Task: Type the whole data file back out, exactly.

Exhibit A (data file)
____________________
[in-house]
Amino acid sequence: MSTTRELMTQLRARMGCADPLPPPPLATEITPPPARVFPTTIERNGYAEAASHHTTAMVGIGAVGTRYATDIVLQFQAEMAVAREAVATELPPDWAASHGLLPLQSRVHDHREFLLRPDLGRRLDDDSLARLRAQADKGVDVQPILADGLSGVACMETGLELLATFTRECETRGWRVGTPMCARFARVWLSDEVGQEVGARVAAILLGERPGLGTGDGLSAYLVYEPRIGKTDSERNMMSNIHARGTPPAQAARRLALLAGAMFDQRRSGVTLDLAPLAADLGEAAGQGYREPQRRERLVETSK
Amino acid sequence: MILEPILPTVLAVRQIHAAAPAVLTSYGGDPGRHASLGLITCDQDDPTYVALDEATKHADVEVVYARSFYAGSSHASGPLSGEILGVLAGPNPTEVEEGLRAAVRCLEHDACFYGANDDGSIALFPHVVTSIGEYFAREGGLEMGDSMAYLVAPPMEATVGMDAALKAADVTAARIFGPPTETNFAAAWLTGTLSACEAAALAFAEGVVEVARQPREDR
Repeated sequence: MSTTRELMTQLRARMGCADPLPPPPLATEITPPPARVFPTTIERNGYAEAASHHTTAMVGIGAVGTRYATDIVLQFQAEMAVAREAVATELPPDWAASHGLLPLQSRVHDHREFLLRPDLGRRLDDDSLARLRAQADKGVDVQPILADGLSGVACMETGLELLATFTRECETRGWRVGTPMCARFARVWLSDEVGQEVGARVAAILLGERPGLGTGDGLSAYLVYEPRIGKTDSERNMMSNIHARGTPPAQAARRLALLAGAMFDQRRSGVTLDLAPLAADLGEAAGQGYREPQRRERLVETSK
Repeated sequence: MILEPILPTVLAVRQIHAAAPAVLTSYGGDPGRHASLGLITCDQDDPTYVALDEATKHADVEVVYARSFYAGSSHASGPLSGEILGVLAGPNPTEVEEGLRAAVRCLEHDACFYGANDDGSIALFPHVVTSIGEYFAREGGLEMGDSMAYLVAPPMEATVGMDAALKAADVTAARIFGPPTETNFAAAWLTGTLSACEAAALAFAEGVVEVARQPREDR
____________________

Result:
[in-house]
Amino acid sequence: MSTTRELMTQLRARMGCADPLPPPPLATEITPPPARVFPTTIERNGYAEAASHHTTAMVGIGAVGTRYATDIVLQFQAEMAVAREAVATELPPDWAASHGLLPLQSRVHDHREFLLRPDLGRRLDDDSLARLRAQADKGVDVQPILADGLSGVACMETGLELLATFTRECETRGWRVGTPMCARFARVWLSDEVGQEVGARVAAILLGERPGLGTGDGLSAYLVYEPRIGKTDSERNMMSNIHARGTPPAQAARRLALLAGAMFDQRRSGVTLDLAPLAADLGEAAGQGYREPQRRERLVETSK
Amino acid sequence: MILEPILPTVLAVRQIHAAAPAVLTSYGGDPGRHASLGLITCDQDDPTYVALDEATKHADVEVVYARSFYAGSSHASGPLSGEILGVLAGPNPTEVEEGLRAAVRCLEHDACFYGANDDGSIALFPHVVTSIGEYFAREGGLEMGDSMAYLVAPPMEATVGMDAALKAADVTAARIFGPPTETNFAAAWLTGTLSACEAAALAFAEGVVEVARQPREDR
Repeated sequence: MSTTRELMTQLRARMGCADPLPPPPLATEITPPPARVFPTTIERNGYAEAASHHTTAMVGIGAVGTRYATDIVLQFQAEMAVAREAVATELPPDWAASHGLLPLQSRVHDHREFLLRPDLGRRLDDDSLARLRAQADKGVDVQPILADGLSGVACMETGLELLATFTRECETRGWRVGTPMCARFARVWLSDEVGQEVGARVAAILLGERPGLGTGDGLSAYLVYEPRIGKTDSERNMMSNIHARGTPPAQAARRLALLAGAMFDQRRSGVTLDLAPLAADLGEAAGQGYREPQRRERLVETSK
Repeated sequence: MILEPILPTVLAVRQIHAAAPAVLTSYGGDPGRHASLGLITCDQDDPTYVALDEATKHADVEVVYARSFYAGSSHASGPLSGEILGVLAGPNPTEVEEGLRAAVRCLEHDACFYGANDDGSIALFPHVVTSIGEYFAREGGLEMGDSMAYLVAPPMEATVGMDAALKAADVTAARIFGPPTETNFAAAWLTGTLSACEAAALAFAEGVVEVARQPREDR